Please do not misunderstand that there will always be a place for recruiters, for those managers who need a very particular hire, as well as those who prefer to deal with a human on the other end of the phone. But having been a recruiter for 25 plus years, and having worked in multiple recruiting organizations, I am confident in saying there are very few good recruiters who really set out to improve the lives and careers of those they claim to have a relationship with. To most recruiters, the people who they deal with are a means to an end, a way to get to a fee and themselves to a commission.
Corporate Portals, Public Job Boards and Smart Matching platforms are not much better than external recruiters, when it comes to finding an opportunity for an IT and Quantitative professional. Vetting candidates from corporate portals and job boards is especially difficult on the HR, IT and Quantitative recruiters and hiring managers. The portals, job boards and Smart Technology platforms miss the organizational skills, professionalism and personalities of the candidates applying for positions. The corporate portals and job boards miss a very big and key segment of the candidate population as passive candidates are not likely to post their resumes and let it be known they are searching for a position. Many “Smart Matching” platforms do nothing but sort candidates from the public job boards, out sell their platform to small recruiting firms and get their candidates and position openings through a third party themselves.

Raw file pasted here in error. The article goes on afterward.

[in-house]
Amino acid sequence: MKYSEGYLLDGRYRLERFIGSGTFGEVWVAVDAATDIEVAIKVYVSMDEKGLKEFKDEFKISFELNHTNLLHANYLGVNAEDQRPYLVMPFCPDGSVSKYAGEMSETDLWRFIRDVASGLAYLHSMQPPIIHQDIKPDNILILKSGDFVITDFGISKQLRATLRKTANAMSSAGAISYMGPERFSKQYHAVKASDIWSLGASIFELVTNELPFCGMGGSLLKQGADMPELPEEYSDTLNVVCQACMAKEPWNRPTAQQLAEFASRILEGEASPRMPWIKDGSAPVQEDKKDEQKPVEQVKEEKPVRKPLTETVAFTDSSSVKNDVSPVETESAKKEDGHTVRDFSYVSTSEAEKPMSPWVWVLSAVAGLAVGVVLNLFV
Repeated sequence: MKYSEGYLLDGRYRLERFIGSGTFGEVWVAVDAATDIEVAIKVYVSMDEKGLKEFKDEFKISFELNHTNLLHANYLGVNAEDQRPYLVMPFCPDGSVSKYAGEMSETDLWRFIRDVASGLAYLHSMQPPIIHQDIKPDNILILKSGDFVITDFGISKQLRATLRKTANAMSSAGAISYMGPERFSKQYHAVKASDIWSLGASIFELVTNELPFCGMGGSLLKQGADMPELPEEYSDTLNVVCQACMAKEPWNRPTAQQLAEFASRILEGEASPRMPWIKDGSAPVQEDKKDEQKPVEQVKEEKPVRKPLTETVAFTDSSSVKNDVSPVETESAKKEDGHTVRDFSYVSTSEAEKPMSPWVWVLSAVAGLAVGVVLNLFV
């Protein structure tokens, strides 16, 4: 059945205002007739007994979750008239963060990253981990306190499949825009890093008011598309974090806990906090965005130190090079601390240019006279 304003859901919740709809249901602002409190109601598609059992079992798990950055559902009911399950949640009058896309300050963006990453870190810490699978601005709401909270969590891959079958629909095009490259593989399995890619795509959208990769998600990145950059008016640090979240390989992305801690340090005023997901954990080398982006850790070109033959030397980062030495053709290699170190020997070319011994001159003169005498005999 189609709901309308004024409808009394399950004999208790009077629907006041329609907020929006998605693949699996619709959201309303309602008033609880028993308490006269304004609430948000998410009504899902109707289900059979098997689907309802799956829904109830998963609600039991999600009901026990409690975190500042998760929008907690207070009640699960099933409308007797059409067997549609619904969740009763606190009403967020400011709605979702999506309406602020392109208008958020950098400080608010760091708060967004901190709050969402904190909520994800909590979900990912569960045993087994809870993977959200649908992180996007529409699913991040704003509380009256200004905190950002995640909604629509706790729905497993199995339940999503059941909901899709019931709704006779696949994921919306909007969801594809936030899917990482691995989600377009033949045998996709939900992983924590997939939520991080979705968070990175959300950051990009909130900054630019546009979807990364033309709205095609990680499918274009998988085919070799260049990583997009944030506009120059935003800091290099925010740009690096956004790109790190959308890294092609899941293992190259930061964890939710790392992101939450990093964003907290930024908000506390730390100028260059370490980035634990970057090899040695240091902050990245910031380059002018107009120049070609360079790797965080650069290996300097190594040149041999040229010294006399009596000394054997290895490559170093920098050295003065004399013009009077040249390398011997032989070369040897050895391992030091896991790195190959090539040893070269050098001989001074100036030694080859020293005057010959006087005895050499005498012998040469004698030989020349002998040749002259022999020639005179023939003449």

From the hiring organizations side, they have the opportunity to build a resource of candidates and a view of the overall market, but if no one on their side acts on the inbound resumes, what good does it do for either party? The idea of directly applying to a Human Resource Professional’s job on a portal does not ensure that a candidate’s resume will be seen by a hiring manager. In many cases, a candidate’s resume will remain in a Human Resources database to be considered at a later date. There is a reason corporate portals have earned the moniker among IT and Quantitative professionals as “black holes.”